Spending time in jail isn't a particularly pleasant thing to do. But, said attorney Bob Whitestone, if his client learns something from the classes he'll be taking while incarcerated, he may well be able to change his life for the better.
THE CLIENT is Maryland resident Kenneth John Dias III, 19, who was arrested in connection with the Oct. 13, 2006 stabbing of a 16-year-old Fairfax boy inside Fair Oaks Mall.
Believing the incident was gang-related, Fairfax County police charged Dias with malicious wounding and gang participation. The malicious-wounding charge was later dropped but, on Friday, Dias was sentenced to a year in jail on the gang charge.
"This defendant was a member of a gang," said Assistant Commonwealth's Attorney Casey Lingan. "This kind of behavior can't be tolerated, and he needs to be punished accordingly."
The victim walked into the mall that evening, around 6:30 p.m., with two other Fairfax males, ages 21 and 14. As he entered, he bumped into Dias who, according to police, "stabbed the 16-year-old in the midsection, knocking him to the ground." Dias fled, but the victim and his two acquaintances chased him, and police apprehended Dias inside the mall a short while later.
After the incident, police spokeswoman Shelley Broderick said Dias and the victim "knew of each other because they were both in gangs." And Whitestone said investigation revealed that everyone involved in the altercation "was armed with knives — even the victim and his companion."
Dias' version of the event also differed from the victim's. Whitestone said the two of them had had a previous dispute at an alternative school.
"AT THE MALL, Dias was alone and was confronted by three young men," said the attorney. "He said he saw the other guy reach for a weapon, so he pulled a knife and the other guy got stabbed. But he was defending himself."
After that, said Whitestone, the victim and his companions pursued Dias into the Sears department store, where he was then arrested. The victim was treated at Inova Fairfax Hospital for non-life-threatening injuries.
Dias was indicted by the grand jury in November on the gang-participation charge and pleaded guilty to it Dec. 27 in Circuit Court. He returned Friday, Feb. 23, for sentencing before Judge Gaylord Finch.
Whitestone presented letters from Dias' relatives, written on his behalf, and he told the judge his client was 18 when the crime occurred. He said Dias has been in jail since Oct. 14 and, when he's released from custody, will live with his father in Clinton, Md.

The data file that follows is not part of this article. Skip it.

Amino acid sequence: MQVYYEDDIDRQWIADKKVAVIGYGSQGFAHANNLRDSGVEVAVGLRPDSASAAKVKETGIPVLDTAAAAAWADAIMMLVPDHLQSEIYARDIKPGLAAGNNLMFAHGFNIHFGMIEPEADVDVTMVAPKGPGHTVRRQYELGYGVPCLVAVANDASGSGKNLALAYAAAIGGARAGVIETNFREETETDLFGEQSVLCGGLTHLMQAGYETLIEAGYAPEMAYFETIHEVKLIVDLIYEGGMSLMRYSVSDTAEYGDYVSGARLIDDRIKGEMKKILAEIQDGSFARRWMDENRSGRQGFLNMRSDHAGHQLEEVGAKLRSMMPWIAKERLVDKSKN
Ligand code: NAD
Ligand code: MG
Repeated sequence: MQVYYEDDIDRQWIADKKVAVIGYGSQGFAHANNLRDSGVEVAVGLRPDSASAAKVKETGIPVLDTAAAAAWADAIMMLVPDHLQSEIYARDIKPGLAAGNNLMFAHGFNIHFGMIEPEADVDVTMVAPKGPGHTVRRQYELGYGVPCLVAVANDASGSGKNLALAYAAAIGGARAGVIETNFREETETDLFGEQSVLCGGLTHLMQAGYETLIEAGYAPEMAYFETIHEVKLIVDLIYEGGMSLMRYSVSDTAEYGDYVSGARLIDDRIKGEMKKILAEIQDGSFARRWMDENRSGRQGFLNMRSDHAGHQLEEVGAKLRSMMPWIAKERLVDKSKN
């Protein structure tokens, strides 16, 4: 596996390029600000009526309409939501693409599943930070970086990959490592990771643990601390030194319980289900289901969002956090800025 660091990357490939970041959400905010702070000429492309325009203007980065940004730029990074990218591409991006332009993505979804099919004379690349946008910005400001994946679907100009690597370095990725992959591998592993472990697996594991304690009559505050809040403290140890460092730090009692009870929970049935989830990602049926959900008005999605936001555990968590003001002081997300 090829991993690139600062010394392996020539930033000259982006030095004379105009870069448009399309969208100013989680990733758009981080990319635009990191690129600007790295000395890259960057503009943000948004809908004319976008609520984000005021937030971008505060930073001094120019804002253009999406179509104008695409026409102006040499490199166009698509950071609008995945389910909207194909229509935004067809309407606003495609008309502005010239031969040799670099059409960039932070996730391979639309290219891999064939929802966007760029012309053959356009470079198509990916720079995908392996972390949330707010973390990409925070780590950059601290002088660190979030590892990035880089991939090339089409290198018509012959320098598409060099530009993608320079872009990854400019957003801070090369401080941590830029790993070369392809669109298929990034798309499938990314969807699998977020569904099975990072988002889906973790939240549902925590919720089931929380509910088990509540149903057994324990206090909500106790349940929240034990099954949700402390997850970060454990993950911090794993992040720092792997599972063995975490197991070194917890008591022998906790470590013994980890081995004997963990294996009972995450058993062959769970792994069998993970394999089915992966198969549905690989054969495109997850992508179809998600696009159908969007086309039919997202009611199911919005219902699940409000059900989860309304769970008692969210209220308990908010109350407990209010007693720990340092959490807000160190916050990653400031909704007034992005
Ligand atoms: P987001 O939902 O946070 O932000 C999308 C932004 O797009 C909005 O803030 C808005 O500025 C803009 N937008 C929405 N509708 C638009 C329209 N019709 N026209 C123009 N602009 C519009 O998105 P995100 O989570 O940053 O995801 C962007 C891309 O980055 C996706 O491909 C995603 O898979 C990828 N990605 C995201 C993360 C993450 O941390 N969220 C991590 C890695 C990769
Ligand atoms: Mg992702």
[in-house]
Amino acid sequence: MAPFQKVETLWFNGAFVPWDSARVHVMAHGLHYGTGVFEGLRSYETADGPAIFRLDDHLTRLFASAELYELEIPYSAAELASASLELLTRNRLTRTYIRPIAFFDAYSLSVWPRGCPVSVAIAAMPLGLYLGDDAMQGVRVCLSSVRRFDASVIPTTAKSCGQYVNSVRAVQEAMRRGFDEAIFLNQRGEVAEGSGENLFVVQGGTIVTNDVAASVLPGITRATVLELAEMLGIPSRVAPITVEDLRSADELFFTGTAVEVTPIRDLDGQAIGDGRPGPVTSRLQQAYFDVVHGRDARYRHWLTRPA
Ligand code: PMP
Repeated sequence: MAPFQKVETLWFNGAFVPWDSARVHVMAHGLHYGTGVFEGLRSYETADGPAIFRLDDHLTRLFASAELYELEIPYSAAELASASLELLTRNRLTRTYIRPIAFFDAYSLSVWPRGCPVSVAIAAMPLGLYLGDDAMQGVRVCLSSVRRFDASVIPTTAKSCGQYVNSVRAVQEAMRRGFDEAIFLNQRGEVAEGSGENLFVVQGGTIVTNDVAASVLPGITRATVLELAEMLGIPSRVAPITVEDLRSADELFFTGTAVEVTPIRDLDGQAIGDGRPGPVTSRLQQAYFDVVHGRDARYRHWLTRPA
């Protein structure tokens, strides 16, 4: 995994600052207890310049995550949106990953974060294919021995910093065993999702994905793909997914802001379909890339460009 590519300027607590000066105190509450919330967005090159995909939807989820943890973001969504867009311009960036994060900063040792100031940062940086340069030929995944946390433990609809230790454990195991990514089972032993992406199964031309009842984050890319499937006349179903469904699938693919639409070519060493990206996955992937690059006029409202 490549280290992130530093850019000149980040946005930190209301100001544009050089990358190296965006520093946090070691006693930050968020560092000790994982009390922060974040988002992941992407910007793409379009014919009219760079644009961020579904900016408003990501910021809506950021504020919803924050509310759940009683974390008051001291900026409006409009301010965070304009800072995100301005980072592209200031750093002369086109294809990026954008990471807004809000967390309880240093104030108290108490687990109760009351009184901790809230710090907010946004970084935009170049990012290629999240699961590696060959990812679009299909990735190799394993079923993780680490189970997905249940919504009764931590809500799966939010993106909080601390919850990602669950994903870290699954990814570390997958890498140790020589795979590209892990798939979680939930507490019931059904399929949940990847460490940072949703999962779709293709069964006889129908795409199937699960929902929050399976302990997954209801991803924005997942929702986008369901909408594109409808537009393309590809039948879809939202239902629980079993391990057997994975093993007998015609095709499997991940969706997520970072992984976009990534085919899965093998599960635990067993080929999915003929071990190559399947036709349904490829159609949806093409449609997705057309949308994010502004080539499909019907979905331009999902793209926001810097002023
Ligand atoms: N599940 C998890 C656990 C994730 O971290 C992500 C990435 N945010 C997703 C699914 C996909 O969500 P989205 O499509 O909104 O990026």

"He was confronted by a known gang member and two friends, and he was not the initial aggressor," said Whitestone. "The problem was that he was giving gang signs and made some comments."
He said Dias had no adult criminal record until now and is attempting to make positive changes in his life. "He's been a model prisoner in jail," said the attorney. "And he was selected out of 1,500 inmates for the sheriff's program in which he'll go to schools and talk to kids to deter them from gangs. He'll even continue doing this when he's released."
Whitestone said Dias had signed up to have his gang tattoos removed and had enrolled in anger-management classes. "It's unfortunate that he was involved in this," said Whitestone. "He's trying to get away from the gang."
Dias then stood and spoke prior to sentencing. "This is my first time being incarcerated as an adult," he said. "I'm sorry. I was a former gang member, but I was trying to make changes in my life. I really want to help other people and want to make parents aware of the dangers of gang involvement."
FINCH THEN sentenced Dias to three years in prison, suspending all but 12 months. Since convicted felons generally serve 85 percent of their time, that gives Dias a 10-month sentence. And because he's already been in jail for four months, he just has six months left to serve.
The judge also placed Dias on three years active probation, ordering him to "maintain full-time employment and obtain your GED." Finch also told him he must be evaluated for whatever substance-abuse programs his probation officer recommends and "have no further gang involvement whatsoever, as a strict condition of your probation."
Afterward, outside the courtroom, Whitestone said he thought the sentence was fair. "As a defense attorney, you'd always like the sentence to be less, but Judge Finch is a very fair person. My client signed up for a number of programs in jail — such as Life Skills, Financial Planning and Crime Avoidance — that will help him when he gets out."
"He's a very young man, and it's certainly possible that his selection to speak to kids may have had an impact on his sentence," continued Whitestone. "I'm satisfied with what the judge did."